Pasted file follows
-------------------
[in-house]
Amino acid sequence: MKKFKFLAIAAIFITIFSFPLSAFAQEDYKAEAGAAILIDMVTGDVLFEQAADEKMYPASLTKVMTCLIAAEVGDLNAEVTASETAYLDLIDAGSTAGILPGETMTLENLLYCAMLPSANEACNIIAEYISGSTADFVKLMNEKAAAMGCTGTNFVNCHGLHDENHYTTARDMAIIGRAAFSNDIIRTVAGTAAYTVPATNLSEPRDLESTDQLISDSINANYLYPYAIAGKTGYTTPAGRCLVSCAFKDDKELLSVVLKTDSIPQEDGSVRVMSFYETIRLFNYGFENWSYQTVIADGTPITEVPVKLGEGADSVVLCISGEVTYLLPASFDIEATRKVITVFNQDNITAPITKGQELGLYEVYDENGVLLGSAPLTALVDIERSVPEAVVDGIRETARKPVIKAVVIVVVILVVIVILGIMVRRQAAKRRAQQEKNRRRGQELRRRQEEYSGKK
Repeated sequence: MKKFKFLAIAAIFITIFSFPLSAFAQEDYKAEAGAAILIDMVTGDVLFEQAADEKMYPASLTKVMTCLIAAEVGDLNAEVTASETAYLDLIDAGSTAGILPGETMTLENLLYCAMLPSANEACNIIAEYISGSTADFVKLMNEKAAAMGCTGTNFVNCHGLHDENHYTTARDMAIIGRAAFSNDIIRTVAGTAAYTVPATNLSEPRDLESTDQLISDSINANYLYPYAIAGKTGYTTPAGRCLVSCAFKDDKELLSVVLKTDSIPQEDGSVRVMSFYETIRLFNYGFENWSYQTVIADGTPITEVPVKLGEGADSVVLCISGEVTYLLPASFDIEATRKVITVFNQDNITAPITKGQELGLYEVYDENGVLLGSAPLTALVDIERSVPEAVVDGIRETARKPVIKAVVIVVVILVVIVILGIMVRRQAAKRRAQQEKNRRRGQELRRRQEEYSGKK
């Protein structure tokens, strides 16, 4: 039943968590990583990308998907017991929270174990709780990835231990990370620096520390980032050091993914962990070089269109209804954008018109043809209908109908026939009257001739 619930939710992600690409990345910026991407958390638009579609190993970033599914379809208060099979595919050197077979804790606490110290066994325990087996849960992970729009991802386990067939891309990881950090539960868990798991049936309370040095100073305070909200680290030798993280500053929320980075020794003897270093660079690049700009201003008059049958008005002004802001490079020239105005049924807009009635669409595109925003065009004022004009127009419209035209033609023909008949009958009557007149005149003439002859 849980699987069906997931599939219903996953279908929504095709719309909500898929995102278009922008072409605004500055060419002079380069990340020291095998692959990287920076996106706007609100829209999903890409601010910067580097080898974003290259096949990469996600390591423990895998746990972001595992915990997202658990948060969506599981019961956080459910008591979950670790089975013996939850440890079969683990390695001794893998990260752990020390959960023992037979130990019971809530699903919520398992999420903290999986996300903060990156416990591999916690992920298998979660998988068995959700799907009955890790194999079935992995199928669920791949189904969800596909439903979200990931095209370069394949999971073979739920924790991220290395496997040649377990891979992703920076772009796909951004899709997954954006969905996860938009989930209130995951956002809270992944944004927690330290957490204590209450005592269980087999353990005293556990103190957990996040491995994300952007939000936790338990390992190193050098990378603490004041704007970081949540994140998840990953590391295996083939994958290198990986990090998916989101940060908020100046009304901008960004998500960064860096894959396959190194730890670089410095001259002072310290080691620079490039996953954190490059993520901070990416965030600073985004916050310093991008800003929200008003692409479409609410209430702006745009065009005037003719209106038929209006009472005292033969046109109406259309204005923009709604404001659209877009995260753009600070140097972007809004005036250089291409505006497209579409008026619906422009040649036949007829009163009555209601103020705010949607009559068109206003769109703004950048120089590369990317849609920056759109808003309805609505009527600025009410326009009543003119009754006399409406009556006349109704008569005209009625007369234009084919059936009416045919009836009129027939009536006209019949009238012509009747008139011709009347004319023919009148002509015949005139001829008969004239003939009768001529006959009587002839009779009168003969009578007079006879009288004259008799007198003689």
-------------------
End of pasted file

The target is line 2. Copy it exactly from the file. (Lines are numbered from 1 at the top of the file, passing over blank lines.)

Amino acid sequence: MKKFKFLAIAAIFITIFSFPLSAFAQEDYKAEAGAAILIDMVTGDVLFEQAADEKMYPASLTKVMTCLIAAEVGDLNAEVTASETAYLDLIDAGSTAGILPGETMTLENLLYCAMLPSANEACNIIAEYISGSTADFVKLMNEKAAAMGCTGTNFVNCHGLHDENHYTTARDMAIIGRAAFSNDIIRTVAGTAAYTVPATNLSEPRDLESTDQLISDSINANYLYPYAIAGKTGYTTPAGRCLVSCAFKDDKELLSVVLKTDSIPQEDGSVRVMSFYETIRLFNYGFENWSYQTVIADGTPITEVPVKLGEGADSVVLCISGEVTYLLPASFDIEATRKVITVFNQDNITAPITKGQELGLYEVYDENGVLLGSAPLTALVDIERSVPEAVVDGIRETARKPVIKAVVIVVVILVVIVILGIMVRRQAAKRRAQQEKNRRRGQELRRRQEEYSGKK